There is no such clear cut indicator between a good and a bad profile. As a benchmark though, anything that lies north of an 80/80/80 would be a nice, easy on the eyes, steady profile while anything which is 90/90/90 would be exceptional and definitely top of the charts when it comes to shortlisting be it during admission or placements. If you have a 70 somewhere in between, it can be considered to be a moderate profile. If you have more than a 70 to handle, it would require a strong score in CAT to counter that. For variation across boards, few of the institutes have in place a system wherein, they have the list of the score of the 90th percentile of a particular board for a particular year and then they try to place your score into that matrix. If you still come out tops, you should be good to go. So, for those who come from low scoring boards, absolute scores are not considered in many cases and so, there is no need to worry about the disparity. In case of IIM Ahmedabad, Calcutta and Kozhikode, absolute 10th/12th scores are considered, IIM Bangalore and Lucknow considers your score with regards to that of the 90th percentiler in your board, IIM Indore considers your 10th/12th performance compared to the other CAT takers while IIM Shillong has a minimal percentage requirement. All these are the official criteria that were released for admission to the batch of 2015-17 and can be changed for the next academic session. You can go through the official shortlisting criteria by the IIMs.

How much of an impact does my score have on placements?

Quite a fair bit. Although, while shortlisting your CVs/going through your application details on their portal, companies might or might not have a stringent academic criteria. Generally, a candidate would make it to a shortlist on the basis of his/her entire CV and not just a single academic spike. Plus, as you get numerous opportunities to build your CV once you get into a b-school, you need not worry about the impact of your current CV on your final placement in the year 2017 (hopefully!)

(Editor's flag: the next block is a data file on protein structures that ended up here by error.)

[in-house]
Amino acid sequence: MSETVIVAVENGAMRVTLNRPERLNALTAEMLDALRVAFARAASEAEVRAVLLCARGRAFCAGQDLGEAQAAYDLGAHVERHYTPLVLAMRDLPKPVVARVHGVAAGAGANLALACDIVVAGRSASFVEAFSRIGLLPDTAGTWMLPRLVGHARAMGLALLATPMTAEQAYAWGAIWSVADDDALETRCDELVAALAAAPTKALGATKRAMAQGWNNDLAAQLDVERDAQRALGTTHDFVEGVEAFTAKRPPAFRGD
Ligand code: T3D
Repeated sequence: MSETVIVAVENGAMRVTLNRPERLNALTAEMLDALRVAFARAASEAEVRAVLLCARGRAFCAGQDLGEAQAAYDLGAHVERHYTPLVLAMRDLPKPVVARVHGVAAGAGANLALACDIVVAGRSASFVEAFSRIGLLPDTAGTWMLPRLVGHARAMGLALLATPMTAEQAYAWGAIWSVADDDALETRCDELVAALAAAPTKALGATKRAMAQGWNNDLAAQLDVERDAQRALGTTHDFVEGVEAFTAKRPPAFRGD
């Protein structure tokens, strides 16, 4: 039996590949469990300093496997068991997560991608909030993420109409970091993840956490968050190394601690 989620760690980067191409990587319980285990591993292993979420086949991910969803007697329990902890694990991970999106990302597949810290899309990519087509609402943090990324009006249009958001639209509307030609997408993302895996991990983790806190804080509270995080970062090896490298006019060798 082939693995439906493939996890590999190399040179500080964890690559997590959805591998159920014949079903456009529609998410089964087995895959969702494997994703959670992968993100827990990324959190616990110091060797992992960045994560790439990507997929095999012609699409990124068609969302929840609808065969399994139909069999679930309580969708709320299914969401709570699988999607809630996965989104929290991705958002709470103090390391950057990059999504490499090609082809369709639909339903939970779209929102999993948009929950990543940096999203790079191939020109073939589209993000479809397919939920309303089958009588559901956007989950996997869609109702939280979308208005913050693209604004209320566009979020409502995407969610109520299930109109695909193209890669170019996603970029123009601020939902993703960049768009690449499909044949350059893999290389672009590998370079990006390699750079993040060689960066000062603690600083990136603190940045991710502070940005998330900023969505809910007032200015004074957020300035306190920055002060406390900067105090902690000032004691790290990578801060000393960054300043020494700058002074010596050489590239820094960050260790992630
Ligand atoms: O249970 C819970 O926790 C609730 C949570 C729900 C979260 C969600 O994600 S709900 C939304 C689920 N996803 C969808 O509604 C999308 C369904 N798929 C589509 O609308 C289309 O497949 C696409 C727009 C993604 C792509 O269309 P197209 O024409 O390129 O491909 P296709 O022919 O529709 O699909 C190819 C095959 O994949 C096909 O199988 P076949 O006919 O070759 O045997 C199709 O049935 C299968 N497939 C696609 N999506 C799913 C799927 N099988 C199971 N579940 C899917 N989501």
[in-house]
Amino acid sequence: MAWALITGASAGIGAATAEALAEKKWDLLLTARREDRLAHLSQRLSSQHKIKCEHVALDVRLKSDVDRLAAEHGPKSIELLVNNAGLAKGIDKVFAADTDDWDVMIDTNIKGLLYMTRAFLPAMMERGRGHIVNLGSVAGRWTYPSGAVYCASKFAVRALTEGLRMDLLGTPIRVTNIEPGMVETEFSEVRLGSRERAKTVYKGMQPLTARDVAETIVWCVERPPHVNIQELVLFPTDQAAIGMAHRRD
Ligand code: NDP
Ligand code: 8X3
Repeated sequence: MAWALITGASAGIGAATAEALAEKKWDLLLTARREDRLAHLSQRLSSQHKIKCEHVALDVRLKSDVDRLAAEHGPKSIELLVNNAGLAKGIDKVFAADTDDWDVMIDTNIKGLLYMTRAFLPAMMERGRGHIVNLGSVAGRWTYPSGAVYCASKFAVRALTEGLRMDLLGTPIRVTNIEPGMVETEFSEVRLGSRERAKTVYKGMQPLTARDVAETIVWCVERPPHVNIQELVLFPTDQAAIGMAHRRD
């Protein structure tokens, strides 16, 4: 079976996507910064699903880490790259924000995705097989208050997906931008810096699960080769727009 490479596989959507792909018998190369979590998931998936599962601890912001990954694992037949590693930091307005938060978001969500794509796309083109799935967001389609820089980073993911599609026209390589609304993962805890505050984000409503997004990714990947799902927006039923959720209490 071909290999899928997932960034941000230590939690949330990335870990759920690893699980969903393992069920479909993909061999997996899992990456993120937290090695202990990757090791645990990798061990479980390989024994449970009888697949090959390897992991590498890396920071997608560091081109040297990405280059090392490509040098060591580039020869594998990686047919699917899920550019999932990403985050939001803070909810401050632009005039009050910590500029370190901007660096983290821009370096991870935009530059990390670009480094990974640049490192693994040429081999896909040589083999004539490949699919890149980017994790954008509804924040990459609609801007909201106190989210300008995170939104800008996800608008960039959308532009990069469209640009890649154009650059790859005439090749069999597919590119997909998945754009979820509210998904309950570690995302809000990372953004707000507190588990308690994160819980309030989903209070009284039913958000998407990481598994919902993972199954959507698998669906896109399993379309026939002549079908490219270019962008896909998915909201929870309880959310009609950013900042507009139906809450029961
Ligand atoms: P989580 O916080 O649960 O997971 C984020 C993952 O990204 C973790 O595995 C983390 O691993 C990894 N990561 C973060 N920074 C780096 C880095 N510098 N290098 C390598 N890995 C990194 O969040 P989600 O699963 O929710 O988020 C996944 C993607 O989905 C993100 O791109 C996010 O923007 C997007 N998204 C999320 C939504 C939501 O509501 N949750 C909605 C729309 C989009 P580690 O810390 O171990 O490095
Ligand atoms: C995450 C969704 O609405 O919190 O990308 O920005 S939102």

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Can I do something in addition to what I have so that I stand a good chance of getting into a top b-school?

Purely with regards to academics, no. There is nothing except your 10th, 12th and graduation marks that are being asked and so, except boosting your graduation score by a bit, there is not much that you can do. However, if you have an interesting internship/project/competition/event that you can ace, it might be useful during your interviews and so, if you can manage your prep time and your activity time wisely, you can go for it. Else, it is perfectly OK to focus solely on prep and try maximizing your CAT score at the moment.

How to answer the question in an interview?

There are many ways in which you can tackle this question. Few confess their academic shortcomings in the earlier part of their lives and delve into how they have improved over the years learning from their mistakes. Few have strong personal reasons (sickness, family reasons, etc.) behind the low academic performance and state the same in an interview (not recommended though as it takes away an opportunity to show your ability to learn and improve in front of a panelist while bringing a certain degree of discomfort to both the candidate and the interviewer/s). Few focus on their extracurricular interest and an emphasis on doing what interested them in their early years and being actually good at it. The bottom line is, you can defend low academics in an interview as long as you are willing to work on the reasons behind the same and mould them into your strength. Working with an experienced hand for your interviews would make sure you move past all these minor blips.

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Also, you can read this thread for success stories and queries of individuals who had poor academics.

P.S.: Join our super helpful CAT discussion group to get all your queries solved! Click here: CAT Preparation Group